Linh: We have an engaged and supportive admissions team and we encourage international candidates to directly contact any of one our admissions team members to discuss their academic and post MBA career interests.
Before reaching out to the program, and to the benefit of the international candidate, we recommend reviewing our program information on-line first so that the conversation can focus more specifically on the candidate’s areas of interest beyond general program and admissions information.
Our admissions team will also facilitate introductions to current students and alumni to help candidates gain insight into the student experience and program culture.
While recommended, there is absolutely no disadvantage if candidates cannot attend a class visit.
However, we offer convenient and flexible ways to interact with our program virtually, through mediums such as online chats and webinars.
MBA Crystal Ball: You have a number of dual degree programs where you leverage being part of a renowned university. Are these popular amongst international candidates? Do companies look at a specialization more favorably compared to a full time MBA?
Linh: Enrollment in our dual degree programs is not common for our international students.
Though, these programs do offer a distinct advantage for both domestic and international students in that dual degree students will benefit from developing expertise through two prominent programs, and in less time than if the degrees were completed separately.
Students also benefit from a cross functional perspective and the ability to expand their career search options and have the unique support of two programs’ career offices.
The specific career and placement advantages for dual degrees are largely dependent on the hiring companies and roles students are seeking, however.
MBA Crystal Ball: Carlson MBA has placed an emphasis on Experiential Learning. What are some of the unique courses and learning methodologies adopted in Carlson Full-time MBA program?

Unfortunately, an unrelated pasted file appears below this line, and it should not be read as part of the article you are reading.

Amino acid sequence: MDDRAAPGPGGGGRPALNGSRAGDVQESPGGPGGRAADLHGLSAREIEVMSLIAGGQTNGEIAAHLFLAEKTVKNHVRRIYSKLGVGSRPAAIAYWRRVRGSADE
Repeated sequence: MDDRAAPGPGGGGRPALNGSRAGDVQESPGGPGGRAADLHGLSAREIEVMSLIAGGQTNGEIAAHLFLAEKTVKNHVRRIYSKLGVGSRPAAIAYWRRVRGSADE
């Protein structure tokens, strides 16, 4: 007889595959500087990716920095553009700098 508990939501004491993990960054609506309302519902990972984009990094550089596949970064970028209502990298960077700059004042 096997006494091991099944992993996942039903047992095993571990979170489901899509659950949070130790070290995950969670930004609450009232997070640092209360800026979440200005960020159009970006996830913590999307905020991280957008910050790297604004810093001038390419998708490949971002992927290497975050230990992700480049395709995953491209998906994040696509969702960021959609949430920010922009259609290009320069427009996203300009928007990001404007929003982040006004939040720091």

Linh: The Carlson School of Management offers four Enterprise programs as part of the Full-Time MBA curriculum—Brands, Consulting, Ventures, and Funds—that provide an in-depth, transformational experience no other business schools offer.
In many ways, the Carlson School is the leader in experiential learning for business schools. We were arguably the first MBA program to offer a true experiential learning opportunity with our first consulting project for a real client in the late 60s.
The way the Enterprise program experience is designed currently is, each semester, for 2.5 semesters, Full-Time MBA students are a part of student-managed teams in the Brand, Consulting or Ventures enterprises.
Students work on high-profile, fee-based consulting projects with professionals at client organizations who expect real results.
Students in the Funds Enterprise are responsible for a small capitalization growth fund and a fixed income fund that combine for an asset total of more than $35 million.
That figure puts us in the top three student-managed investment funds in the world, based on assets under management.
Being part of an Enterprise gives our students intensive real world and the depth of professional experiences that allow them to hit the ground running faster and make them exceptionally more competitive in the MBA job placement landscape.
For more details about the Carlson MBA and other courses offered by the Carlson School of Management, check out the official website.
Also, read the interviews with the Admission Committee officers of many other top bschools.